Serranidae: K III C1

Pseudanthias gibbosus (Klunzinger, 1884) & P. squamipinnis (Peters, 1855)

Redstripe goldie and Sea goldie


Egg diameter in µm

Number of oil globules

Diameter of oil globule in µm

Yolk texture

Perivitelline space

Position of oil globule at hatch

Gut length   at eye- pigment stage








52% of NL



Egg: These eggs are among the smallest encountered. They are very similar to KIIIB7 & KIIIB8, but I usually separate them from those two, on a white background, by larger and less numerous black pigment spots along the body in this species (A). This is however relative and I have always found it necessary to hatch some eggs to confirm identification. Incubation is about 24 hours. 

Larva: The stocky build, and triangle of black dots at, and posterior to the anus, in the 2-day larva, stand out in the identification of this species (D & D1). By day 4, the conspicuous band of white and black pigment running vertically through the mid-body, is also distinctive (E). C: 1 day, D: 2 days, E: 4 days (23-24°C).

Ikeda & Mito (1988) illustrate the egg and early larva of P. squamipinnis, with the triangle of black dots clearly identifiable, on their 1.7mm TL larva. Based on this and the wide distribution of P. squamipinnis in the Park Rynie area, I assumed this would be their egg. But twenty-six larvae have been sequenced, of which 25 matched 4 adult Pseudanthias gibbosus collected off Park Rynie, while only 1 from Park Rynie, has matched P. squamipinnis (BOLD).

The presence of these eggs in the DHM samples indicates that eggs of the two species are difficult to separate, since it is very unlikely P. gibbosus eggs would be found there. P. gibbosus is not seen on reefs inside the 40m contour, so their eggs would be rare in DHM samples, while P. squamipinnis is commonly seen while diving among the concrete blocks of both the North and South Piers of Durban's harbour mouth. Careful documentation of pigment patterns in the larvae sent for barcoding, may enable separation of the two species.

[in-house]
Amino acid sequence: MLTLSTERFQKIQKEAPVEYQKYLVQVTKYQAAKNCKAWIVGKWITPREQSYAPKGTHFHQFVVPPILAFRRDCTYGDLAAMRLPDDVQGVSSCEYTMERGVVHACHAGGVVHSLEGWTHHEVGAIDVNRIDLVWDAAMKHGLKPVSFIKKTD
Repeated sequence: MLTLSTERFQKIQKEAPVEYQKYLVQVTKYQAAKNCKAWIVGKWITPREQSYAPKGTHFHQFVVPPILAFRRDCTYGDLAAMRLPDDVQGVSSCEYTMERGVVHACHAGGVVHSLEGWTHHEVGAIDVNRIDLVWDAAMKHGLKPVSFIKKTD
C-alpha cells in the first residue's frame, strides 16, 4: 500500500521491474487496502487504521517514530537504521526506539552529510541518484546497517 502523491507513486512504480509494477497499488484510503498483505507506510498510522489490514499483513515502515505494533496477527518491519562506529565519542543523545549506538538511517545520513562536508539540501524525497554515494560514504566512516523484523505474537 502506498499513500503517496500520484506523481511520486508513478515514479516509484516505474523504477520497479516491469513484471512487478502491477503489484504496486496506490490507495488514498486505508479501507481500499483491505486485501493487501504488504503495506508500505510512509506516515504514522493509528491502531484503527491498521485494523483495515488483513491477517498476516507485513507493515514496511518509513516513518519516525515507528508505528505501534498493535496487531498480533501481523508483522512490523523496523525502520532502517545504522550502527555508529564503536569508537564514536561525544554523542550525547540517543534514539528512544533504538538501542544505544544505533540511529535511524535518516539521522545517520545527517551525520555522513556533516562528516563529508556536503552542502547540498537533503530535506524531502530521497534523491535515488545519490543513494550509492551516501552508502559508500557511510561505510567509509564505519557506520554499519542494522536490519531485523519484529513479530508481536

Linked samples Offshore Inshore
Eggs 714 1071
Hits 183 177

This was a common egg off Park Rynie, with spawning all year round, though peaking in winter and spring (blue graph). It was also common in the DHM samples, with a similar spread throughout the year (green graph). Off Park Rynie, other species of anthiid occur, including Pseudanthias connelli, Nemanthias carberryi, Plectranthias longimanus and Pseudanthias cooperi, which might have eggs and larvae similar to P. fasciatus and P. squamipinnis. This is however, not the case at Durban harbour mouth, where P. squamipinnis is the only anthiid found in breeding groups. The occurrence of eggs at Park Rynie, through the 25 years of sampling, has remained fairly steady (white graph). The Park Rynie linked samples showed more of these eggs inshore (60%), which is surprising, since P. fasciatus is only seen in depths below 40m. P. squamipinnis is however, common on the Aliwal Shoal, which lies 4-5km offshore, indicating P. squamipinnis eggs are more common than the barcode ratio would suggests. P. squamipinnis is the only anthiine that is seen in breeding groups on the inshore reefs of the Park Rynie area (personal observation). See Section 7.3 and Table 1 of the Introductory Notes, for more information on the linked samples.